While proud Oppression in her vallies reigns,
And Tyranny usurps her happy plains ?
The poor inhabitant beholds in vain
The redd’ning orange and the swelling grain ;
Joyless he sees the growing oils and wines,
And in the myrtle's fragrant shade rcpines ;
Starves, in the midst of Nature's bounty curst,
And in the loaden vineyard dies for thirst.

Oh, Liberty! thou goddess heav'nly bright,
Profuse of bliss, and pregnant with delight!
Eternal pleasures in thy presence reign,
And smiling Plenty leads thy wanton train ;
Eas'd of her load Subjection grows more light,
And Poverty looks cheerful in thy sight;
Thou mak'st the gloomy face of Nature gay,
Giv'st beauty to the sun, and pleasure to the day.

Thee, goddess ! thee Britannia's isle adores ;
How has she oft exhausted all her stores,
How oft in fields of death thy presence sought,
Nor thinks the mighty prize too dearly bought !
On foreign mountains may the sun refine
The grape's soft juice, and mellow it to wine,
With citron groves adorn a distant soil,
And the fat olive swell with floods of oil ;
We envy not the warmer clime that lies
In ten degrees of more indulgent skies,
Nor at the coarseness of our heav'n repine,
Though o'er our heads the frozen Pleiads shine ;
'Tis Liberty that crowns Britannia's isle,
And makes her barren rocks and her bleak mountains smile

Others with tow'ring piles may please the sight.
And in their proud aspiring domes delight,
A nicer touch to the stretch'd canvass give,
Or teach their animated rocks to live ;
'Tis Britain's care to watch o'er Europe's fate,
And hold in balance each contending state ;
To threaten bold presumptuous kings with war,
And answer her afflicted neighbours' pray’r.
The Dane and Swede, rous'd up by fierce alarms,
Bless the wise conduct of her pious arms;
Soon as her fleets appear their terrors cease,
And all the northern world lies hush'd in peace.

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The' ambitious Gaul beholds with secret dread Her thunder aim'd at his aspiring head, And fain her godlike sons would disunite, By foreign gold or by domestic spite; But strives in vain to conquer or divide Whom Nassau's arms defend and counsels guide.

Fir'd with the name which I so oft have found The distant climes and different tongues resound, I bridle in my struggling Muse, with pain, That longs to launch into a bolder strain.

But I've already troubled you too long, Nor dare attempt a more adventuous song ; My humble verse demands a softer theme, A painted meadow or a purling stream ; Unfit for heroes, whom immortal lays, And lines like Virgil's, or like your's, should praise. PARNELL.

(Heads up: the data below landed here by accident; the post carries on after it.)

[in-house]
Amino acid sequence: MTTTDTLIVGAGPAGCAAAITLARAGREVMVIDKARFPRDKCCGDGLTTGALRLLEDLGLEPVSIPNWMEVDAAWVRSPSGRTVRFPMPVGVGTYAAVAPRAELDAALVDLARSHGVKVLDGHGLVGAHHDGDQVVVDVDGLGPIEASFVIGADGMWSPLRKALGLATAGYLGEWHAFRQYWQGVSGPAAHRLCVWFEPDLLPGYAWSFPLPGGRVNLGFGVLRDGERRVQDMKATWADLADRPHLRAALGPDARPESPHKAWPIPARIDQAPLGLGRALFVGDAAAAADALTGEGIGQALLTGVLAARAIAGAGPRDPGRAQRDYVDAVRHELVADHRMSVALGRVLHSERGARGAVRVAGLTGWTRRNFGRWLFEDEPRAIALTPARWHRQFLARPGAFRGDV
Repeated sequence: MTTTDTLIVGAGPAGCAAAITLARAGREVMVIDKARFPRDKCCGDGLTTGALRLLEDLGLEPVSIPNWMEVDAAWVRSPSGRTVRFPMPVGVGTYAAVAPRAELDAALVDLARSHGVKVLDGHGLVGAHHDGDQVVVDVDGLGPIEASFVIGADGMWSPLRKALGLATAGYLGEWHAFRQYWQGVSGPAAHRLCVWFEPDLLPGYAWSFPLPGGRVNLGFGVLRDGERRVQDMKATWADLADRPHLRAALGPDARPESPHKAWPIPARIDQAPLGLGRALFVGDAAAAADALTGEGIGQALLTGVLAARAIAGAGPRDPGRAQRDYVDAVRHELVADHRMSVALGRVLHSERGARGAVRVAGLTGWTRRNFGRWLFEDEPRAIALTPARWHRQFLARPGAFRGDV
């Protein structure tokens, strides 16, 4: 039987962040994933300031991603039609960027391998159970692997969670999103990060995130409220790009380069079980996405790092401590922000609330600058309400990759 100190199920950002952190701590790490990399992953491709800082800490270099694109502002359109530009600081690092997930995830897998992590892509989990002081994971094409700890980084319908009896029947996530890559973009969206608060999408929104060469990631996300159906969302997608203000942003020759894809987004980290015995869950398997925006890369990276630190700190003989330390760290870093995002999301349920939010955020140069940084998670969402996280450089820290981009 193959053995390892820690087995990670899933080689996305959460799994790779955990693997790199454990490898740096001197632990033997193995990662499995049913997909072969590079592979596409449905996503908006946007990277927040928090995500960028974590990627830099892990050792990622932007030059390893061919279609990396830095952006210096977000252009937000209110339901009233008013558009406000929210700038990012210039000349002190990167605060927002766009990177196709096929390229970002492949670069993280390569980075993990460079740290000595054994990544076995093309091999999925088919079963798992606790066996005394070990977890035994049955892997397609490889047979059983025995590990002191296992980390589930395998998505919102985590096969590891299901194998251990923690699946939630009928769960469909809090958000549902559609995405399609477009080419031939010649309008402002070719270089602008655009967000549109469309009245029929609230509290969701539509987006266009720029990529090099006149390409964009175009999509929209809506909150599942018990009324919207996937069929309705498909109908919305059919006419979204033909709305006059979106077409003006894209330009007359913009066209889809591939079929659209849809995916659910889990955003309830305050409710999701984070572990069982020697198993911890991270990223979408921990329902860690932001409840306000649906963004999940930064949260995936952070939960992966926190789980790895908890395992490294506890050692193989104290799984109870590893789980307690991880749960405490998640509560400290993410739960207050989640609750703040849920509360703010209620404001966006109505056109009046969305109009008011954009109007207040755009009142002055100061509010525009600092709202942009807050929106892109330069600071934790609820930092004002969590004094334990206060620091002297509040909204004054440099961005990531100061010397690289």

THE HERMIT.

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Far in a wild, unknown to public view,
From youth to age a reverend Hermit grew,
The moss his bed, the cave his humble cell,
His food the fruits, his drink the crystal well,
Remote from man, with God he pass'd his days,
Prayer all his business, all his pleasure praise.

A life so sacred, such serene repose,
Seem'd Heaven itself, till one suggestion rose-
That vice should triumph, virtue vice obey ;
This sprung some doubt of Providence's sway :
His hopes no more a certain prospect boast,
And all the tenor of his sonl is lost.
So when a smooth expanse receives imprest
Calm nature's image on its watery breast,
Down bend the banks, the trees depending grow,
And skies beneath with answering colours glows ;
But if a stone the gentle sea divide,
Swift rushing circles curl on every side,
And glimmering fragments of a broken sun :
Banks, trees, and skies, in thick disorder run.

To clear this doubt, to know the world by sight,
To find if books, or swains report it right
(For yet by swains alone the world he knew,
Whose feet came wandering o'er the nightly dew),
He quits his cell: the pilgrim-staff he bore,
And fix'd the scallop in his hat before,
Then with the sun a rising journey went,
Sedate to think, and watching each event.

The morn was wasted in the pathless grass,
And long and lonesome was the wild to pass